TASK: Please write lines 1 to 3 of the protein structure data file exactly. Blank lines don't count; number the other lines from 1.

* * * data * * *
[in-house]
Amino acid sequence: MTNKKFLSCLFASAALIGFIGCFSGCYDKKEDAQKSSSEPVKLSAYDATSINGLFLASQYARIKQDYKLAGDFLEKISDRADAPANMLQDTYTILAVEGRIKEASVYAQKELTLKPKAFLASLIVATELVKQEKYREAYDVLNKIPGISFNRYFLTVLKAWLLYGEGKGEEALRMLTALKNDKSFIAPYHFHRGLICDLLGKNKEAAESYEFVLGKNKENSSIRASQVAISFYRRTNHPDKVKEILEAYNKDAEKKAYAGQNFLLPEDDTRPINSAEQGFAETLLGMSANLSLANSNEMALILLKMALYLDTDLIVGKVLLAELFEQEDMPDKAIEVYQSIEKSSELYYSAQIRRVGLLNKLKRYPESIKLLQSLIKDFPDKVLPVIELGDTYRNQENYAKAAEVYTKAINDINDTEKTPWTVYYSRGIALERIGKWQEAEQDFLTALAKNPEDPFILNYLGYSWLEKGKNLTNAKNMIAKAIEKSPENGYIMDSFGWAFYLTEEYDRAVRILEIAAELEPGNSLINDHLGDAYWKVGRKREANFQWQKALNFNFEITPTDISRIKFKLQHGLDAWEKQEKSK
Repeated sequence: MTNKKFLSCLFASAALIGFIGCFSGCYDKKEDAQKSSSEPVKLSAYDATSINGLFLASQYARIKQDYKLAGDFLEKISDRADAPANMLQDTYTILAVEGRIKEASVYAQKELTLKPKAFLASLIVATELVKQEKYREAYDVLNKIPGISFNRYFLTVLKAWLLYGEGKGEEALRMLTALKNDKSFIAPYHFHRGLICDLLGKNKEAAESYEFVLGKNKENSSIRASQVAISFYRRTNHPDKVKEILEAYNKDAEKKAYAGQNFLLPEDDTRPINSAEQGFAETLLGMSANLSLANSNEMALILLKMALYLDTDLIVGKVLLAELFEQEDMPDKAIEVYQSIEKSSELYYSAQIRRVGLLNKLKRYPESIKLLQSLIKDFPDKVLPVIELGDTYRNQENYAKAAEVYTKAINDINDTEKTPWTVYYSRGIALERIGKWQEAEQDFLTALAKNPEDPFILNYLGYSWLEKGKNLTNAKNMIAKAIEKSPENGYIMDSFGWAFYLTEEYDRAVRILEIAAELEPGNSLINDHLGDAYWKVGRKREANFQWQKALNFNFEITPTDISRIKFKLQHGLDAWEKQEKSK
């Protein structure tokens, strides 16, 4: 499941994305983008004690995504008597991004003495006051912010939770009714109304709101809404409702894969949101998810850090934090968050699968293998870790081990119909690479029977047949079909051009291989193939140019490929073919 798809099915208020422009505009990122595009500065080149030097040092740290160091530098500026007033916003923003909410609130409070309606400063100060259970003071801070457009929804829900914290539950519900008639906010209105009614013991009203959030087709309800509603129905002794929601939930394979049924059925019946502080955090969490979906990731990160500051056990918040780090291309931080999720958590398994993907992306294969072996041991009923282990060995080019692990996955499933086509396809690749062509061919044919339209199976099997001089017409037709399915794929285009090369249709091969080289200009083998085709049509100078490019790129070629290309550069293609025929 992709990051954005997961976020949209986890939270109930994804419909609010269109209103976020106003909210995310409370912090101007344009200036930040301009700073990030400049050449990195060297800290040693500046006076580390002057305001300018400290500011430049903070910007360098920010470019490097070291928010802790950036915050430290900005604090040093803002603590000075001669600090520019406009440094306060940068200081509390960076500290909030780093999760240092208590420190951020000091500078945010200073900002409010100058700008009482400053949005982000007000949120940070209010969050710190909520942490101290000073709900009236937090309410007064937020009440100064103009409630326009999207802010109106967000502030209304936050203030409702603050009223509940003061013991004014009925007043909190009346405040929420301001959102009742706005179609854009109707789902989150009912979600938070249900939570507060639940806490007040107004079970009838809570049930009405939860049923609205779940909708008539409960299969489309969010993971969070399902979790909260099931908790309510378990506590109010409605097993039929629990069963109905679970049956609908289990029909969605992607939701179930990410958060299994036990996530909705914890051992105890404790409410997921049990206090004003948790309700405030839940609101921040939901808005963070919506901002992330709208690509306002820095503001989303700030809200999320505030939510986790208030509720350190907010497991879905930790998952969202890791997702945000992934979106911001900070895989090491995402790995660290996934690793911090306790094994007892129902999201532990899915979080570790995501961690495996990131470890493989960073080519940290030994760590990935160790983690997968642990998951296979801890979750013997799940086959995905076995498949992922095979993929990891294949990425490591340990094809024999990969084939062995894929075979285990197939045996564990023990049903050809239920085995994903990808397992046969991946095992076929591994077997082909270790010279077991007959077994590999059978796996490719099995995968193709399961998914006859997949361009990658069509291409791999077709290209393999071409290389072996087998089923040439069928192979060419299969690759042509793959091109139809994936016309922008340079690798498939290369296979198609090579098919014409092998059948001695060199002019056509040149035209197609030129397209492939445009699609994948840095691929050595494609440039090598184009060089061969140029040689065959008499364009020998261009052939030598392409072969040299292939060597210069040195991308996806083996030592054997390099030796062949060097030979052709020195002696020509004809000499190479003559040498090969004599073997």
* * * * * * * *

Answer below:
[in-house]
Amino acid sequence: MTNKKFLSCLFASAALIGFIGCFSGCYDKKEDAQKSSSEPVKLSAYDATSINGLFLASQYARIKQDYKLAGDFLEKISDRADAPANMLQDTYTILAVEGRIKEASVYAQKELTLKPKAFLASLIVATELVKQEKYREAYDVLNKIPGISFNRYFLTVLKAWLLYGEGKGEEALRMLTALKNDKSFIAPYHFHRGLICDLLGKNKEAAESYEFVLGKNKENSSIRASQVAISFYRRTNHPDKVKEILEAYNKDAEKKAYAGQNFLLPEDDTRPINSAEQGFAETLLGMSANLSLANSNEMALILLKMALYLDTDLIVGKVLLAELFEQEDMPDKAIEVYQSIEKSSELYYSAQIRRVGLLNKLKRYPESIKLLQSLIKDFPDKVLPVIELGDTYRNQENYAKAAEVYTKAINDINDTEKTPWTVYYSRGIALERIGKWQEAEQDFLTALAKNPEDPFILNYLGYSWLEKGKNLTNAKNMIAKAIEKSPENGYIMDSFGWAFYLTEEYDRAVRILEIAAELEPGNSLINDHLGDAYWKVGRKREANFQWQKALNFNFEITPTDISRIKFKLQHGLDAWEKQEKSK
Repeated sequence: MTNKKFLSCLFASAALIGFIGCFSGCYDKKEDAQKSSSEPVKLSAYDATSINGLFLASQYARIKQDYKLAGDFLEKISDRADAPANMLQDTYTILAVEGRIKEASVYAQKELTLKPKAFLASLIVATELVKQEKYREAYDVLNKIPGISFNRYFLTVLKAWLLYGEGKGEEALRMLTALKNDKSFIAPYHFHRGLICDLLGKNKEAAESYEFVLGKNKENSSIRASQVAISFYRRTNHPDKVKEILEAYNKDAEKKAYAGQNFLLPEDDTRPINSAEQGFAETLLGMSANLSLANSNEMALILLKMALYLDTDLIVGKVLLAELFEQEDMPDKAIEVYQSIEKSSELYYSAQIRRVGLLNKLKRYPESIKLLQSLIKDFPDKVLPVIELGDTYRNQENYAKAAEVYTKAINDINDTEKTPWTVYYSRGIALERIGKWQEAEQDFLTALAKNPEDPFILNYLGYSWLEKGKNLTNAKNMIAKAIEKSPENGYIMDSFGWAFYLTEEYDRAVRILEIAAELEPGNSLINDHLGDAYWKVGRKREANFQWQKALNFNFEITPTDISRIKFKLQHGLDAWEKQEKSK